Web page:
How I wrote a JSON parser in Go - Part 3 - More features

Opemipo · December 20, 2019

In the previous post, I wrote about how I added the iterator abstraction. In this one, I will be discussing how I added new features.

Parsing null, true and false

The first thing I noticed was that to parse null, true and false, I could use the same function which I called loadKeyword. loadKeyword accepts an iterator, the value to parse and the object that should be returned. The function looks like this

func loadKeyword(iter *iterator, keyword string, value interface{}) interface{} {
	for _, val := range keyword {
		if rune(iter.getCurrent()) != val {
			panic(fmt.Sprintf("There was an error while reading in %s", keyword))
	return value

and these lines were added to the load function.

case iter.getCurrent() == 'n':
    return loadKeyword(iter, "null", nil)
case iter.getCurrent() == 't':
    return loadKeyword(iter, "true", true)
case iter.getCurrent() == 'f':
    return loadKeyword(iter, "false", false)

This means we can now parse these strings correctly

obj := Load("{"k1": true,"k2": false,"k3": null}")
obj := Load("true")
obj := Load("false")
obj := Load("null")

Parsing numbers

I decided to support parsing integers first. This just required writing an isNumber function and a loadNumber function. The code looks like this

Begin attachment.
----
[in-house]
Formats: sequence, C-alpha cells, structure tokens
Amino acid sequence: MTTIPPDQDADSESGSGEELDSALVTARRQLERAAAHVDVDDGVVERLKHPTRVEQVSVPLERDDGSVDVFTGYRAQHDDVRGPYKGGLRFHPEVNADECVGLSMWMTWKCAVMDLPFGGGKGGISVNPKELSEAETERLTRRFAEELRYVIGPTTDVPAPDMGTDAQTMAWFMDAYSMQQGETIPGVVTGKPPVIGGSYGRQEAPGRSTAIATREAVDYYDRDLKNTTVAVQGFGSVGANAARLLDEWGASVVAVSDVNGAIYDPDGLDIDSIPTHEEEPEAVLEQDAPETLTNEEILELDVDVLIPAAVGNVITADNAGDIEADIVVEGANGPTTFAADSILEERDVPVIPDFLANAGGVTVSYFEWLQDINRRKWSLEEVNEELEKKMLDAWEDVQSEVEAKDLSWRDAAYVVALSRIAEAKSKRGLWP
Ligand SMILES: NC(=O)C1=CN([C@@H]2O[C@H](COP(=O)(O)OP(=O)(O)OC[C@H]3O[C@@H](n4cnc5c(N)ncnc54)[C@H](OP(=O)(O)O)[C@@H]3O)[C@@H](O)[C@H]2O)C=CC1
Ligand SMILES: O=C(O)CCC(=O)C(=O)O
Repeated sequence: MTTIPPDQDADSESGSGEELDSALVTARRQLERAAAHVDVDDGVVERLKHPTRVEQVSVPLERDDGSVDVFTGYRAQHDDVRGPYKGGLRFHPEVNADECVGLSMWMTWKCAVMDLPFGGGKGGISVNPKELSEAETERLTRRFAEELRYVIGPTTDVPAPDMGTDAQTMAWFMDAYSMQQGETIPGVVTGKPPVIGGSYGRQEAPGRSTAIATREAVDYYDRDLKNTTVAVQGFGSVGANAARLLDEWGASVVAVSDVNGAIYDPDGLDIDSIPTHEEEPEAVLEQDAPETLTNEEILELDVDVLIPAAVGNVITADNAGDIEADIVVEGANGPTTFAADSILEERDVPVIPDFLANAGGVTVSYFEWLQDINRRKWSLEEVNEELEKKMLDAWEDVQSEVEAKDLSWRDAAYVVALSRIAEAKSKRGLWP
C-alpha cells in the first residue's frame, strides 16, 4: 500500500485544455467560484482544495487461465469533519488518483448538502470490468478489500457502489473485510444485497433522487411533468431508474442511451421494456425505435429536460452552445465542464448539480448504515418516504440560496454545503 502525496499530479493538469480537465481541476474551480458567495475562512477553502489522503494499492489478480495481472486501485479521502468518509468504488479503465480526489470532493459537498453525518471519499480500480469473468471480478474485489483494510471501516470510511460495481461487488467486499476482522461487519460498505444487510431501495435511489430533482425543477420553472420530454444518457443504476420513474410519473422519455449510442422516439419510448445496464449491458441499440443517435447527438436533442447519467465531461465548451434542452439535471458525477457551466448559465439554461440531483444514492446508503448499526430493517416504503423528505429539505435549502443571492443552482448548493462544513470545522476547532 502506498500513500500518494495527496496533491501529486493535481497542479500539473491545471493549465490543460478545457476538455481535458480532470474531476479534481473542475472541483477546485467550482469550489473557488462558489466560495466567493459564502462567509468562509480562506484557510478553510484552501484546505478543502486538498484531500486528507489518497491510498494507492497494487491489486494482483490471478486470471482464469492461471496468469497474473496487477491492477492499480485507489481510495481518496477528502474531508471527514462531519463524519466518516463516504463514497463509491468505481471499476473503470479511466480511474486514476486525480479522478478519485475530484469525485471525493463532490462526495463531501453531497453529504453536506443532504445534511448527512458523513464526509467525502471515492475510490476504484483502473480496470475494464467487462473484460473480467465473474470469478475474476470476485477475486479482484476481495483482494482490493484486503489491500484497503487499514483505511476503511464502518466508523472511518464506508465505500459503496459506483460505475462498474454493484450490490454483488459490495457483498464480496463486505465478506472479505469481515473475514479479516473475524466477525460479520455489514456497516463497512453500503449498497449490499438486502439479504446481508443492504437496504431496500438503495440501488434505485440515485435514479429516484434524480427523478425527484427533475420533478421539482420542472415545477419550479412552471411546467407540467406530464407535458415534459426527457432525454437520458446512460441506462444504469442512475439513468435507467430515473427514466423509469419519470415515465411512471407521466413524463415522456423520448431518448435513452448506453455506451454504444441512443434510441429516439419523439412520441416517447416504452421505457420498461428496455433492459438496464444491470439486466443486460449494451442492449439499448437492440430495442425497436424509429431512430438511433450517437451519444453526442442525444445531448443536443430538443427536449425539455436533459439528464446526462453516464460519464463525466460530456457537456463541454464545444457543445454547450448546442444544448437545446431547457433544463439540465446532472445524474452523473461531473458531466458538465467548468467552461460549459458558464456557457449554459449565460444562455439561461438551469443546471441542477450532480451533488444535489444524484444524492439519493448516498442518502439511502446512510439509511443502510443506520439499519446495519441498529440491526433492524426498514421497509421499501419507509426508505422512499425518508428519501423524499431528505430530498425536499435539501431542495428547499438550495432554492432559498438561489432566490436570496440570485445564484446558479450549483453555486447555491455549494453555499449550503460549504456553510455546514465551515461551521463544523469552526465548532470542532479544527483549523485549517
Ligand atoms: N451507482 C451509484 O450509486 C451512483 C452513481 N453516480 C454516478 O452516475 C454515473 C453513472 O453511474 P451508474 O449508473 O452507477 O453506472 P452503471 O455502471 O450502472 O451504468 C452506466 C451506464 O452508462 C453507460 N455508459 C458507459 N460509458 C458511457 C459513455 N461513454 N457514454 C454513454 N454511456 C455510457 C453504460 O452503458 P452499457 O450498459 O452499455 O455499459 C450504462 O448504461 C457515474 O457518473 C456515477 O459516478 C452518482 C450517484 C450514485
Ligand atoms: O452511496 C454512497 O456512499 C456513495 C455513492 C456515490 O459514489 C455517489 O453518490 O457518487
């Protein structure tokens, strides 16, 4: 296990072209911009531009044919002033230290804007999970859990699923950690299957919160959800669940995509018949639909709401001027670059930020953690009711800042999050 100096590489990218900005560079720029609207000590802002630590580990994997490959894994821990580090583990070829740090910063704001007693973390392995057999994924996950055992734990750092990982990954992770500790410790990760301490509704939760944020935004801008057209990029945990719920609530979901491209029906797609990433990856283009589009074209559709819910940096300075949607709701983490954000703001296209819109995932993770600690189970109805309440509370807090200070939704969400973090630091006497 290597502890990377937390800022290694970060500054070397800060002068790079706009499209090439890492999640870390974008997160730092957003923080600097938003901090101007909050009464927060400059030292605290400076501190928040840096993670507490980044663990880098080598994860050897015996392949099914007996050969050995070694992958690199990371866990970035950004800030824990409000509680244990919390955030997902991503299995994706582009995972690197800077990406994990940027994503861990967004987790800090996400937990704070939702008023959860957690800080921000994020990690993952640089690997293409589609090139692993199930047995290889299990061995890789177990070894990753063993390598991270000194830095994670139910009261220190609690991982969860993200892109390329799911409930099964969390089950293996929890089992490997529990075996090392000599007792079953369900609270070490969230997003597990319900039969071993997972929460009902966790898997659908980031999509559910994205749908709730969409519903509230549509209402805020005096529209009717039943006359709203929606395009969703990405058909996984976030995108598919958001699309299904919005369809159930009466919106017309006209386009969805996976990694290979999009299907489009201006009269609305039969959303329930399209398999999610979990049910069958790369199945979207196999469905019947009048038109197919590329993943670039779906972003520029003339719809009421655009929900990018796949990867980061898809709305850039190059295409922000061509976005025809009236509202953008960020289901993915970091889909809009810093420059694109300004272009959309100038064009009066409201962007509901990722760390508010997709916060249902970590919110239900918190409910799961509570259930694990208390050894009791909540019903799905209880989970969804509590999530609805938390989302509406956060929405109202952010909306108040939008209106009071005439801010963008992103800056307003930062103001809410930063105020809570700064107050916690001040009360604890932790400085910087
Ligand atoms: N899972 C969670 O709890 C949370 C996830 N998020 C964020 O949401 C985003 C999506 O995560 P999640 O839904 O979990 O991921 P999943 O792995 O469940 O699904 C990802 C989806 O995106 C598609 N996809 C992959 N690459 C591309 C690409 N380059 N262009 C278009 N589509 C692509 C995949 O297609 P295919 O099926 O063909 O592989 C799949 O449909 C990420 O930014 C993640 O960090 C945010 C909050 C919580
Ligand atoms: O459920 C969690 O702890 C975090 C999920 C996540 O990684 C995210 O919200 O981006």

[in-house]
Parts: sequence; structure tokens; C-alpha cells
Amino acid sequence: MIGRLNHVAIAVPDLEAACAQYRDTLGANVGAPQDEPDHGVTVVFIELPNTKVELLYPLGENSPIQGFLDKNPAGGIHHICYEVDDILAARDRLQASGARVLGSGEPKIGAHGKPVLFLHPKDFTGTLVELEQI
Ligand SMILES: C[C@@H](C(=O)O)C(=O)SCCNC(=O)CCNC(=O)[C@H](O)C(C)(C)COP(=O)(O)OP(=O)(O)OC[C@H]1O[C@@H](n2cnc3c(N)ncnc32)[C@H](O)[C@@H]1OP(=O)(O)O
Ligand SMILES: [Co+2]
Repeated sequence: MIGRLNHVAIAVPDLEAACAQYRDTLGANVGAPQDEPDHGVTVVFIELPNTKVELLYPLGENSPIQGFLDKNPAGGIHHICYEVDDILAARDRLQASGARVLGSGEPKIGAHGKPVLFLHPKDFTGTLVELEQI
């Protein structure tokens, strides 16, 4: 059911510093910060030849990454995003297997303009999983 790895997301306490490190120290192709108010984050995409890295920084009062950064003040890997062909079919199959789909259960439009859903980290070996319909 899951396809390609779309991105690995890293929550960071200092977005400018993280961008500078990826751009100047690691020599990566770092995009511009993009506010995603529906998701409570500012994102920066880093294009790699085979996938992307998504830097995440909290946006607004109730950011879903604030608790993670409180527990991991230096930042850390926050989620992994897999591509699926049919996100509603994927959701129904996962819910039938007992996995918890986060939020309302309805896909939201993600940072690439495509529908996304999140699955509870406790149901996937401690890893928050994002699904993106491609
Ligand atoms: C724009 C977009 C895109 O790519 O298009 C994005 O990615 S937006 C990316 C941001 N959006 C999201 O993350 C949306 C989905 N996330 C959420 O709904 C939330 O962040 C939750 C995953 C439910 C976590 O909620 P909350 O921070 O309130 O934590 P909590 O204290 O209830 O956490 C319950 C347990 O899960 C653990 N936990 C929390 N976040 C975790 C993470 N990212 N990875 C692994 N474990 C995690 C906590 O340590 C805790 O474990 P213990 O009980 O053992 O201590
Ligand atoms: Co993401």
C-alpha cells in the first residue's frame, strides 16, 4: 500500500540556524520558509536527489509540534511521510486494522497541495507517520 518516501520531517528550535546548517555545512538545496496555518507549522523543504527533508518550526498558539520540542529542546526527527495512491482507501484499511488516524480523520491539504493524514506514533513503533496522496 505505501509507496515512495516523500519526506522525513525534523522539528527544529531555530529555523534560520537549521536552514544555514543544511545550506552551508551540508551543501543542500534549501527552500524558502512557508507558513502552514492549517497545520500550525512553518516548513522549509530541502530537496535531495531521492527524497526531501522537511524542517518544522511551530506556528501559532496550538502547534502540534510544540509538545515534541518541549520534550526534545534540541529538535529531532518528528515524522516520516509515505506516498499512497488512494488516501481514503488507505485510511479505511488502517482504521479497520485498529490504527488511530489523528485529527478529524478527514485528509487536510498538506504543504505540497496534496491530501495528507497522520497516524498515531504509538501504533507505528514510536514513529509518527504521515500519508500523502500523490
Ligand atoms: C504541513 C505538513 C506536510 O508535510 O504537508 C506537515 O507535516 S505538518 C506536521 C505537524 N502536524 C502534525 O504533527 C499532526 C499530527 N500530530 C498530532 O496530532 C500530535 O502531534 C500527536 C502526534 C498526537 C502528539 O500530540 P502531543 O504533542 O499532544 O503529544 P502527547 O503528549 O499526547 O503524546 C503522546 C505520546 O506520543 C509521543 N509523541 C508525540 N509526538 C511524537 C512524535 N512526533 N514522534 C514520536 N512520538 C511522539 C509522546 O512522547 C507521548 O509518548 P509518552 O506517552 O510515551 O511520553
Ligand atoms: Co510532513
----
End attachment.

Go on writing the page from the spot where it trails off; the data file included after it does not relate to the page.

func isNumber(iter *iterator) bool {
	switch iter.getCurrent() {
	case '1', '2', '3', '4', '5', '6', '7', '8', '9':
		return true
	return false

func loadNumber(iter *iterator) interface{} {
	num := 0
	for !iter.isEnd() && unicode.IsDigit(rune(iter.getCurrent())) {
		num *= 10
		val, _ := strconv.ParseInt(string(iter.getCurrent()), 10, 64)
		num += int(val)
	return num

For negative numbers, I just checked for the sign at the beginning and then proceeded with parsing the rest of the number and then multiplying by the sign at the end. For decimals, I added logic for checking for ‘.’ and parsing the fractional part. For exponents, I added logic for checking of ‘e’ or ‘E’ and parsing the exponent. The code for this can be found here.

That’s all of the features in the JSON specification. 😄.

Notice that to add these new features I didn’t have to change already working code and I had tests to prove that it all works like expected.

That’s the all, right?


The next step when writing a library is to benchmark it and then optimise. I was curious how my code compared with the standard libraries implementation. This step is the subject of the next blog post

Stay tuned!

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